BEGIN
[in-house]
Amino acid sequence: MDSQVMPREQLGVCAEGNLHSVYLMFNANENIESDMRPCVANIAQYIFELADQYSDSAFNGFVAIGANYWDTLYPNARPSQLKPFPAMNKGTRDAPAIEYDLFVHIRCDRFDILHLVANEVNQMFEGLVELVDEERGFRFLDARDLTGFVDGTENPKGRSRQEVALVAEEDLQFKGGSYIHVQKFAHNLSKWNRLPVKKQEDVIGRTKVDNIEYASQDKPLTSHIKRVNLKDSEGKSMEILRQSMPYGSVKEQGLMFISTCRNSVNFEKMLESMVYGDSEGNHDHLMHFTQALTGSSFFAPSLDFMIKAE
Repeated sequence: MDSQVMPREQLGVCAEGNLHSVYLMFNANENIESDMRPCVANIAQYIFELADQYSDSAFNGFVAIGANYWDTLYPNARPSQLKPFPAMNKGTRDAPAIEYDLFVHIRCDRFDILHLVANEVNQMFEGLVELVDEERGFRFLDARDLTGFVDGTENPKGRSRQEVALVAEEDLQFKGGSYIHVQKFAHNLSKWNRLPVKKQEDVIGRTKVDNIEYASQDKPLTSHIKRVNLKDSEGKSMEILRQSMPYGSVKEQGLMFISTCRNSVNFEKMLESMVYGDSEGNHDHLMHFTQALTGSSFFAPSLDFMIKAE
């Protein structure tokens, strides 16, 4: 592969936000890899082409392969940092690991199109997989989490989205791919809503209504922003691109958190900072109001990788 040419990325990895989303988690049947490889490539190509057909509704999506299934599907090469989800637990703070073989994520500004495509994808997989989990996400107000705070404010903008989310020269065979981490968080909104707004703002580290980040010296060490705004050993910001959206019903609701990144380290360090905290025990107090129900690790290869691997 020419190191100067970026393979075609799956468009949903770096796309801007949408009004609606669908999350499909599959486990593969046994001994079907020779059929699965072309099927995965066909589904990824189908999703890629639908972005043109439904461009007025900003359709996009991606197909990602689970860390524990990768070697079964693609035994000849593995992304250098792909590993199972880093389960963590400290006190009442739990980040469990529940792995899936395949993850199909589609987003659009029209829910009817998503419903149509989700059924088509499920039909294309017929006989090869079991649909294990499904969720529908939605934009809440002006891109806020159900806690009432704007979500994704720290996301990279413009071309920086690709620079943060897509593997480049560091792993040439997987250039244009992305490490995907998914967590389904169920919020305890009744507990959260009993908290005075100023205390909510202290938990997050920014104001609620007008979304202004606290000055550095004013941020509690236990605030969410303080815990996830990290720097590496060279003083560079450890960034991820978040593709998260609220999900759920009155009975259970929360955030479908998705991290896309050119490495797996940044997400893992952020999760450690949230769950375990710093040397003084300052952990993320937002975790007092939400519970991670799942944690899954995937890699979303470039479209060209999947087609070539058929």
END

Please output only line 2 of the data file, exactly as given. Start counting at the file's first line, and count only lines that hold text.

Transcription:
Amino acid sequence: MDSQVMPREQLGVCAEGNLHSVYLMFNANENIESDMRPCVANIAQYIFELADQYSDSAFNGFVAIGANYWDTLYPNARPSQLKPFPAMNKGTRDAPAIEYDLFVHIRCDRFDILHLVANEVNQMFEGLVELVDEERGFRFLDARDLTGFVDGTENPKGRSRQEVALVAEEDLQFKGGSYIHVQKFAHNLSKWNRLPVKKQEDVIGRTKVDNIEYASQDKPLTSHIKRVNLKDSEGKSMEILRQSMPYGSVKEQGLMFISTCRNSVNFEKMLESMVYGDSEGNHDHLMHFTQALTGSSFFAPSLDFMIKAE